0.25 * Exam (Final paper, 2500 words) + 0.25 * In-class participation + 0.25 * Multiple choice test (10 questions) + 0.25 * Presentation


Recommended Core Bibliography

  • Charles King. (2008). The Ghost of Freedom : A History of the Caucasus. Oxford University Press.
  • De Waal, T. (2012). A Broken Region: The Persistent Failure of Integration Projects in the South Caucasus. Europe-Asia Studies, 64(9), 1709–1723. https://doi.org/10.1080/09668136.2012.718416
  • Dermendzhieva, Z. (2011). Emigration from the South Caucasus: who goes abroad and what are the economic implications? Post-Communist Economies, 23(3), 377–398. https://doi.org/10.1080/14631377.2011.595135
  • ERGUN, A. (2010). Post-Soviet Political Transformation in Azerbaijan: Political Elite, Civil Society and The Trials of Democratization. International Relations / Uluslararasi Iliskiler, 7(26), 67–85.
  • Gugushvili, A., Kabachnik, P., & Kirvalidze, A. (2017). Collective memory and reputational politics of national heroes and villains. Nationalities Papers, 45(3), 464–484. https://doi.org/10.1080/00905992.2016.1261821
  • Hille, C. M. L. (2010). State Building and Conflict Resolution in the Caucasus. Brill.
  • Looking toward Ararat: Armenia in modern history, Suny, R.G., 1993
  • Lynch, D. (DE-588)124718094, (DE-627)364568054, (DE-576)181876604, aut. (2004). Engaging Eurasia’s separatist states unresolved conflicts and de facto states Dov Lynch.
  • Markedonov, S. M., & Suchkov, M. A. (2020). Russia and the United States in the Caucasus: cooperation and competition. Caucasus Survey, 8(2), 179–195. https://doi.org/10.1080/23761199.2020.1732101
  • Metreveli, T. (2016). An undisclosed story of roses: church, state, and nation in contemporary Georgia. Nationalities Papers, 44(5), 694–712. https://doi.org/10.1080/00905992.2016.1200021
  • Mkhoyan, A. (2017). South Caucasus from 1918 to 1921: history and historical parallels with the contemporary era. Nationalities Papers, 45(5), 910–927. https://doi.org/10.1080/00905992.2017.1297782
  • Ohannes Geukjian. (2011). Ethnicity, Nationalism and Conflict in the South Caucasus : Nagorno-Karabakh and the Legacy of Soviet Nationalities Policy. Routledge.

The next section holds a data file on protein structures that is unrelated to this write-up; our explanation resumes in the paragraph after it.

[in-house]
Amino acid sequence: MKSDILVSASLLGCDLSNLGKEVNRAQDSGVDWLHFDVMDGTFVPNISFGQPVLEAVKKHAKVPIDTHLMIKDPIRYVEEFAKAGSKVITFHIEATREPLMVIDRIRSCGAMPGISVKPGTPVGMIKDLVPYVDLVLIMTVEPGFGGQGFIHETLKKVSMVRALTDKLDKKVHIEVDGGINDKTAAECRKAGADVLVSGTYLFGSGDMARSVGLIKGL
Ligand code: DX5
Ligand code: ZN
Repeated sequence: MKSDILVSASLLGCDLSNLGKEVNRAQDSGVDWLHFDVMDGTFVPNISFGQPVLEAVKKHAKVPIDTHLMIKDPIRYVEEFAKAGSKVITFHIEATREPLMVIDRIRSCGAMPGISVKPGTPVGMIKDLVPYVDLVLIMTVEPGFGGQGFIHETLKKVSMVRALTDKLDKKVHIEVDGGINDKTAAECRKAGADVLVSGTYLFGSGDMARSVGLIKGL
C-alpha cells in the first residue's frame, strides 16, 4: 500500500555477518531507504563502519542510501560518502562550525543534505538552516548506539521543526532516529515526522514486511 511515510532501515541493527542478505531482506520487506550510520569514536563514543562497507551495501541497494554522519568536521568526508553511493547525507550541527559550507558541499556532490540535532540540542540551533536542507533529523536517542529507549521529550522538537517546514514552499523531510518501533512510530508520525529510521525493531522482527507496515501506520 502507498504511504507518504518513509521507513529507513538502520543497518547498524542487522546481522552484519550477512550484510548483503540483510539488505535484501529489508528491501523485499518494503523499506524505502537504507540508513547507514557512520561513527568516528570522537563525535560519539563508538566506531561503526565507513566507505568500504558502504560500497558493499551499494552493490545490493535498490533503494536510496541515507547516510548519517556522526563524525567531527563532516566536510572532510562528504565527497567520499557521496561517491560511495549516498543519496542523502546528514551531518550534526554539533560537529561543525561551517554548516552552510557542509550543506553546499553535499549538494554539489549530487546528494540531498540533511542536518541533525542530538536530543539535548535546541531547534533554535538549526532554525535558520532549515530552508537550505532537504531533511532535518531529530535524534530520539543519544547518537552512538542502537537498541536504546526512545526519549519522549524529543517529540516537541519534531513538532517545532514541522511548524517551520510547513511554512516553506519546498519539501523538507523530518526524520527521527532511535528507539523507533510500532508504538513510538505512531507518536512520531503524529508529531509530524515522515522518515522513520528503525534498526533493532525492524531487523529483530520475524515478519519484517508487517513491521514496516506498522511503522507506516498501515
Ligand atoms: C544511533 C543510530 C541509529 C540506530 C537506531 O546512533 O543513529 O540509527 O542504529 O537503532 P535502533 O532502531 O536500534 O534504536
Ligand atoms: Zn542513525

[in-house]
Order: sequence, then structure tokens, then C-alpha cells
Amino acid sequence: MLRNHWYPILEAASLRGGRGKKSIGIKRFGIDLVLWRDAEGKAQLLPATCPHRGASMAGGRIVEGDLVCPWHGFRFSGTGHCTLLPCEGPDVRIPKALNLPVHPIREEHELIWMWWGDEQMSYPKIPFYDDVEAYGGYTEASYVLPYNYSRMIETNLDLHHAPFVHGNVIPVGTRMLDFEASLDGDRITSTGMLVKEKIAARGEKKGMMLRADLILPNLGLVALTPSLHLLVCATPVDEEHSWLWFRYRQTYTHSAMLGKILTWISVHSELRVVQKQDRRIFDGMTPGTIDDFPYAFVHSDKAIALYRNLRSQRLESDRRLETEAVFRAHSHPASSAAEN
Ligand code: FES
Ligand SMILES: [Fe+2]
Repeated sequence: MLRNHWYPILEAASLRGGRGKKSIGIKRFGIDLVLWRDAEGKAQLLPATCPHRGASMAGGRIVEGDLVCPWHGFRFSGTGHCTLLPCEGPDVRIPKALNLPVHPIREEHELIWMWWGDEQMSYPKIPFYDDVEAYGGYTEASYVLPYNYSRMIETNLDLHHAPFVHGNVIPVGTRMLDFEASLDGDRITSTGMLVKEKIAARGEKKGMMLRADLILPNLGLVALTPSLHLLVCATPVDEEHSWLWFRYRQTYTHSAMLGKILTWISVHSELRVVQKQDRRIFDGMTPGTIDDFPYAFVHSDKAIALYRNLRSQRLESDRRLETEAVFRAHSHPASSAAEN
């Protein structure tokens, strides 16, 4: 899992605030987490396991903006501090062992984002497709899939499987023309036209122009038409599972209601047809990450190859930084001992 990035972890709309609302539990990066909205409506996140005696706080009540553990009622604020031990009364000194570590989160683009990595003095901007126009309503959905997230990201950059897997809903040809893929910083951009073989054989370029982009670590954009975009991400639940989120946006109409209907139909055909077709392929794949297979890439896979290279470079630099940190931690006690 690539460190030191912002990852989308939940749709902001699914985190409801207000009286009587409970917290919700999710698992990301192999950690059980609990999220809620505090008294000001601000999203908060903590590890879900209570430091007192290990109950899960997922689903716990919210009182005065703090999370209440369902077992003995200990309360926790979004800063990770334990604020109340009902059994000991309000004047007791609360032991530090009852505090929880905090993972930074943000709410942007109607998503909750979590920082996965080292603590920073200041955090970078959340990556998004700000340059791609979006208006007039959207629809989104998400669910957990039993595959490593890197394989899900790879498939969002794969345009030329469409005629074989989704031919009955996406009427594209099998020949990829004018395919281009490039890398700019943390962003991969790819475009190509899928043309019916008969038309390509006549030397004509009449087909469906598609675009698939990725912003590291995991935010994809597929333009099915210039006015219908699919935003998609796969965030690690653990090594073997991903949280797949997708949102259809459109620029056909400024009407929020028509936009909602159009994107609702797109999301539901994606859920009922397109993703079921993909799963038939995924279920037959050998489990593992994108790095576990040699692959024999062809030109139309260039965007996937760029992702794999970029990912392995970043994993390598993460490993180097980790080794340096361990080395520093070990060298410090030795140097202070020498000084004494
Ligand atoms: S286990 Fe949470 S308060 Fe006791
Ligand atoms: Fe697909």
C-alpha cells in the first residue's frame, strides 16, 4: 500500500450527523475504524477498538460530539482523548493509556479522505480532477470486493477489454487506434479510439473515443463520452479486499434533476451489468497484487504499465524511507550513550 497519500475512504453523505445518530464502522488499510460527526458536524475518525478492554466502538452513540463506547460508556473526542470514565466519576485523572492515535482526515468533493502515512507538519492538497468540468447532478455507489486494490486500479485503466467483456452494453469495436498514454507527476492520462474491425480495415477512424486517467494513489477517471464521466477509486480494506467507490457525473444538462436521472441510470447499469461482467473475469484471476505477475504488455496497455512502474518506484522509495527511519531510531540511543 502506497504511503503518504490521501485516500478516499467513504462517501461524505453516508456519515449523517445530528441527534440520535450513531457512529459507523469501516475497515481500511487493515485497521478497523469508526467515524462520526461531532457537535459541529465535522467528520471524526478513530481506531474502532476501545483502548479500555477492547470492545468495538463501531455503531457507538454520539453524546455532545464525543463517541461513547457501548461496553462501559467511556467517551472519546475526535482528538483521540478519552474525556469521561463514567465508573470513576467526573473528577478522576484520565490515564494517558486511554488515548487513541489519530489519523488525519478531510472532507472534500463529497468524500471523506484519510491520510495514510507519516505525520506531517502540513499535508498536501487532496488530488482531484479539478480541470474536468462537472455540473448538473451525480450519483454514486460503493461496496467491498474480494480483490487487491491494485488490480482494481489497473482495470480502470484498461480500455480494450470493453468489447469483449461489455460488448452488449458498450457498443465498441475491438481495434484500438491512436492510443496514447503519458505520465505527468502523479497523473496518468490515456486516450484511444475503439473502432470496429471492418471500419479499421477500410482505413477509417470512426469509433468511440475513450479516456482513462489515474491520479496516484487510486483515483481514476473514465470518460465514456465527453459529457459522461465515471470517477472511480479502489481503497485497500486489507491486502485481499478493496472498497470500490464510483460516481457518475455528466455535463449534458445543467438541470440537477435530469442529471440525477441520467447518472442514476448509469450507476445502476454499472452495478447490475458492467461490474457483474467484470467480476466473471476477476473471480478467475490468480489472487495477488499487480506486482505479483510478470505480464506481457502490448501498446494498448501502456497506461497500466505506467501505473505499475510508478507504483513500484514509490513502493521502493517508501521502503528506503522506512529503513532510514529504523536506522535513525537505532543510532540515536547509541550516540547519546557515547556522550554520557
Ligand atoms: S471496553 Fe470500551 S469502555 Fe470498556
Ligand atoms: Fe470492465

• Polese, A., & Rekhviashvili, L. (2017). Introduction: Informality and power in the South Caucasus. Caucasus Survey ; Volume 5, Issue 1, Page 1-10 ; ISSN 2376-1199 2376-1202. https://doi.org/10.1080/23761199.2017.1295671
  • Roberts, K., Pollock, G., Rustamova, S., Mammadova, Z., & Tholend, J. (2009). Young adults’ family and housing life-stage transitions during post-communist transition in the South Caucasus. Journal of Youth Studies, 12(2), 151–166. https://doi.org/10.1080/13676260802600854
  • SLEZKINE, Y. (1994). The USSR as a communal apartment, or how a socialist state promoted ethnic particularism. Slavic Review, (2), 414. Retrieved from http://search.ebscohost.com/login.aspx?direct=true&site=eds-live&db=edsfra&AN=edsfra.3717682
  • Sushentsov, A., & Neklyudov, N. (2020). The Caucasus in Russian foreign policy strategy. Caucasus Survey, 8(2), 127–141. https://doi.org/10.1080/23761199.2020.1759888

Recommended Additional Bibliography

  • Aliyev, H. (2014). Civil society in the South Caucasus: kinship networks as obstacles to civil participation. Journal of Southeast European & Black Sea Studies, 14(2), 263–282. https://doi.org/10.1080/14683857.2014.904545
  • Bedford, S., & Souleimanov, E. A. (2016). Under construction and highly contested: Islam in the post-Soviet Caucasus. Third World Quarterly, 37(9), 1559–1580. https://doi.org/10.1080/01436597.2016.1166047
  • Kereselidze, N. V. aut. (2015). The engagement policies of the European Union, Georgia and Russia towards Abkhazia Nino Kereselidze.
  • Markedonov, S. M. . V. (DE-588)138518424, (DE-627)667004513, (DE-576)348920806, aut. (2015). De facto statehood in Eurasia a political and security phenomenon Sergey Markedonov.
  • Mkhoyan, A. (2017). Soft power, Russia and the former Soviet states: a case study of Russian language and education in Armenia. International Journal of Cultural Policy, 23(6), 690–704. https://doi.org/10.1080/10286632.2016.1251426
  • Nodia, G. (2009). The Wounds of Lost Empire. Journal of Democracy, 20(2), 34–38. https://doi.org/10.1353/jod.0.0084
  • Paul, A. (DE-588)1163541486, (DE-576)508037840. (2015). The Eastern Partnership, the Russia-Ukraine war, and the impact on the South Caucasus [Elektronische Ressource] / by Amanda Paul. Istituto Affari Internazionali.
  • Souleimanov, E. A., Abrahamyan, E., & Aliyev, H. (2018). Unrecognized states as a means of coercive diplomacy? Assessing the role of Abkhazia and South Ossetia in Russia’s foreign policy in the South Caucasus. Journal of Southeast European & Black Sea Studies, 18(1), 73–86. https://doi.org/10.1080/14683857.2017.1390830
  • Tokluoglu, C. (2005). Definitions of national identity, nationalism and ethnicity in post-Soviet Azerbaijan in the 1990s. Ethnic & Racial Studies, 28(4), 722–758. https://doi.org/10.1080/01419870500092951